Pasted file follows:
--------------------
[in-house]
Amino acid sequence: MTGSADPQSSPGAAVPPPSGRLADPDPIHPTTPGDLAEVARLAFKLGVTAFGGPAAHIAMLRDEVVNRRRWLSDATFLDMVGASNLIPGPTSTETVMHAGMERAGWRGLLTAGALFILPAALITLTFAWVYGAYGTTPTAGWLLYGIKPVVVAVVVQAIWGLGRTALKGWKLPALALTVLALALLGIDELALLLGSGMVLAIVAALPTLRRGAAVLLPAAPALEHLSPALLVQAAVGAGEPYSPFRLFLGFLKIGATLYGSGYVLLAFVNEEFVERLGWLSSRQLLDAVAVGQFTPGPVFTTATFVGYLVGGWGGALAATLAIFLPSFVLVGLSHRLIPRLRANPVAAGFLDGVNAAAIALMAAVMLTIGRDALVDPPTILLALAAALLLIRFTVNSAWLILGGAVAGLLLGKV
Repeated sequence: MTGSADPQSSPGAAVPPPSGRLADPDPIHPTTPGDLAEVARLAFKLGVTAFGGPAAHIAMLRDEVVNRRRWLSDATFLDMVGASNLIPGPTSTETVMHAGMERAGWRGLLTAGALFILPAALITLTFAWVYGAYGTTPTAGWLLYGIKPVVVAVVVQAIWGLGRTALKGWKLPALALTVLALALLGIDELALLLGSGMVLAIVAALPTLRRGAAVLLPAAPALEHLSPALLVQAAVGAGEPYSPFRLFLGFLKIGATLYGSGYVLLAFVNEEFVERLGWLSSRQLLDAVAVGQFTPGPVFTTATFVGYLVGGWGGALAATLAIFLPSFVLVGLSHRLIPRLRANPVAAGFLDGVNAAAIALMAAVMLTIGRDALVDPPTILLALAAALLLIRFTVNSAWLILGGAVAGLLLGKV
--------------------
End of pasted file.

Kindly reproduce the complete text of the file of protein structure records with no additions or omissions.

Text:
[in-house]
Amino acid sequence: MTGSADPQSSPGAAVPPPSGRLADPDPIHPTTPGDLAEVARLAFKLGVTAFGGPAAHIAMLRDEVVNRRRWLSDATFLDMVGASNLIPGPTSTETVMHAGMERAGWRGLLTAGALFILPAALITLTFAWVYGAYGTTPTAGWLLYGIKPVVVAVVVQAIWGLGRTALKGWKLPALALTVLALALLGIDELALLLGSGMVLAIVAALPTLRRGAAVLLPAAPALEHLSPALLVQAAVGAGEPYSPFRLFLGFLKIGATLYGSGYVLLAFVNEEFVERLGWLSSRQLLDAVAVGQFTPGPVFTTATFVGYLVGGWGGALAATLAIFLPSFVLVGLSHRLIPRLRANPVAAGFLDGVNAAAIALMAAVMLTIGRDALVDPPTILLALAAALLLIRFTVNSAWLILGGAVAGLLLGKV
Repeated sequence: MTGSADPQSSPGAAVPPPSGRLADPDPIHPTTPGDLAEVARLAFKLGVTAFGGPAAHIAMLRDEVVNRRRWLSDATFLDMVGASNLIPGPTSTETVMHAGMERAGWRGLLTAGALFILPAALITLTFAWVYGAYGTTPTAGWLLYGIKPVVVAVVVQAIWGLGRTALKGWKLPALALTVLALALLGIDELALLLGSGMVLAIVAALPTLRRGAAVLLPAAPALEHLSPALLVQAAVGAGEPYSPFRLFLGFLKIGATLYGSGYVLLAFVNEEFVERLGWLSSRQLLDAVAVGQFTPGPVFTTATFVGYLVGGWGGALAATLAIFLPSFVLVGLSHRLIPRLRANPVAAGFLDGVNAAAIALMAAVMLTIGRDALVDPPTILLALAAALLLIRFTVNSAWLILGGAVAGLLLGKV